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Natural Awakenings Jacksonville-St. Augustine AND Greater Daytona Beach

Gratitude is Good Medicine

Oct 31, 2022 09:30AM ● By Madiha Saeed
Person wearing hooded sweatshirt kneeling down with hands folded and head bowed in prayer stance in mountain tops


Stress, work and family routines can trap us in a pattern of negative thinking that feeds on itself and creates stress and unhappiness. With our internal and external worlds being bombarded these days with negativity, being optimistic is more important now than ever before.

Gratitude is not just a feel-good word. It is an emotion expressing appreciation for what one has—a universal concept in nearly all of the world’s spiritual traditions. Practicing gratitude daily is proven to have actual physiological consequences. It helps lower inflammatory markers, influences epigenetics, improves the immune system and even helps the heart, adding years to life.

Optimism has been found to correlate positively with life satisfaction and self-esteem. “Heartfelt” emotions like gratitude, love and caring produce coherent brain waves radiating to every cell of the body, as shown by technology that measures changes in heart rhythm variation and coherence.

Our subconscious governs 90 percent of our thoughts and actions. It shapes our every behavior. But the subconscious mind is nothing other than neural pathways that have been established in the brain as a result of past beliefs and conditioning. Our subconscious does no thinking of its own, but rather relies on our perception of the world around us, interpreting verbal and nonverbal cues.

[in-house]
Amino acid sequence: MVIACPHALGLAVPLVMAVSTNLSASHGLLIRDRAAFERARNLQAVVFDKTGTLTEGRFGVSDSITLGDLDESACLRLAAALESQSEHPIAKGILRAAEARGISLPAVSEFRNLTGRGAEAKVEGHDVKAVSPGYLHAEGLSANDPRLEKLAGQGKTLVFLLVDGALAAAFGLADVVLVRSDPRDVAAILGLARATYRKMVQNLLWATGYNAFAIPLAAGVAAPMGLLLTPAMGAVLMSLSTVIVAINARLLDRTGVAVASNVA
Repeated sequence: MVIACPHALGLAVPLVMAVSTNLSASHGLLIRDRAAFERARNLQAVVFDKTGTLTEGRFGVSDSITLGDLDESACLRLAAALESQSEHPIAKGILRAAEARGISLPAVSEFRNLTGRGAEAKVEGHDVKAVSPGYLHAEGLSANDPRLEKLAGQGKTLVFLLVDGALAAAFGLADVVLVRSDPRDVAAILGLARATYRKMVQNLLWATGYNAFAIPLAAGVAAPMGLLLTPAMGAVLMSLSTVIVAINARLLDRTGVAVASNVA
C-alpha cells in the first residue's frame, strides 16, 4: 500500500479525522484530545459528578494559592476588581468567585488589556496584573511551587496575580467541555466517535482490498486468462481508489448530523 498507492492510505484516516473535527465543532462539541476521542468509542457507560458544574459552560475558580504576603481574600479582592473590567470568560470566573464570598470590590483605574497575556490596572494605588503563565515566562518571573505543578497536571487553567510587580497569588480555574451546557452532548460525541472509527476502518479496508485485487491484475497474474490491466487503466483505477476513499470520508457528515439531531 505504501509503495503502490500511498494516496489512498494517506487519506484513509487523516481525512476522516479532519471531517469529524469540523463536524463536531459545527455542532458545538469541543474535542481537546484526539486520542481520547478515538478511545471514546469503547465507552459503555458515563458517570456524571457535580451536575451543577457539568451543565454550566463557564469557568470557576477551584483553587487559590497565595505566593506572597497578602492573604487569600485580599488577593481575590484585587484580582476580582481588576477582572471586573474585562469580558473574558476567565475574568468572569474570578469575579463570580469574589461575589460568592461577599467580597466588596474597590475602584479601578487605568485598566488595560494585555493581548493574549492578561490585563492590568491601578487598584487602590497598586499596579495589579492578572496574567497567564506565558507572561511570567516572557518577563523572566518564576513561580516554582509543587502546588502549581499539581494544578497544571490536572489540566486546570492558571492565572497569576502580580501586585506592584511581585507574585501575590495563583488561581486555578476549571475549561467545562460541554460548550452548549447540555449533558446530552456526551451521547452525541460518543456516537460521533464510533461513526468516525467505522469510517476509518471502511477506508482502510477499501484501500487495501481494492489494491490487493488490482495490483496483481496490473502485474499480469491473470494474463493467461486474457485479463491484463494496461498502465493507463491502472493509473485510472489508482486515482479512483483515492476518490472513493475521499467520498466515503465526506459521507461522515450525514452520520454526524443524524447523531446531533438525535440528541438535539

When we consciously turn negativity to positivity from the inside-out, the neural pathway associated with negativity will take time to come down fully, so it is critical to practice gratitude regularly. Upon waking in the morning, say 10 things that you are grateful for. Keep a gratitude journal. Put sticky notes all over the house with gratitude messages—on photos, light fixtures, fans, exercise equipment—to create a zone of subliminal positivity.

Remember that our perspective can reflect either our pain or our power. That choice is in our hands. Know what you are grateful for each day.

Madiha Saeed, M.D., ABIHM, is the bestselling author of The Holistic RX, an international speaker, founder of Holistic Mom MD and director of education for KnoWEwell.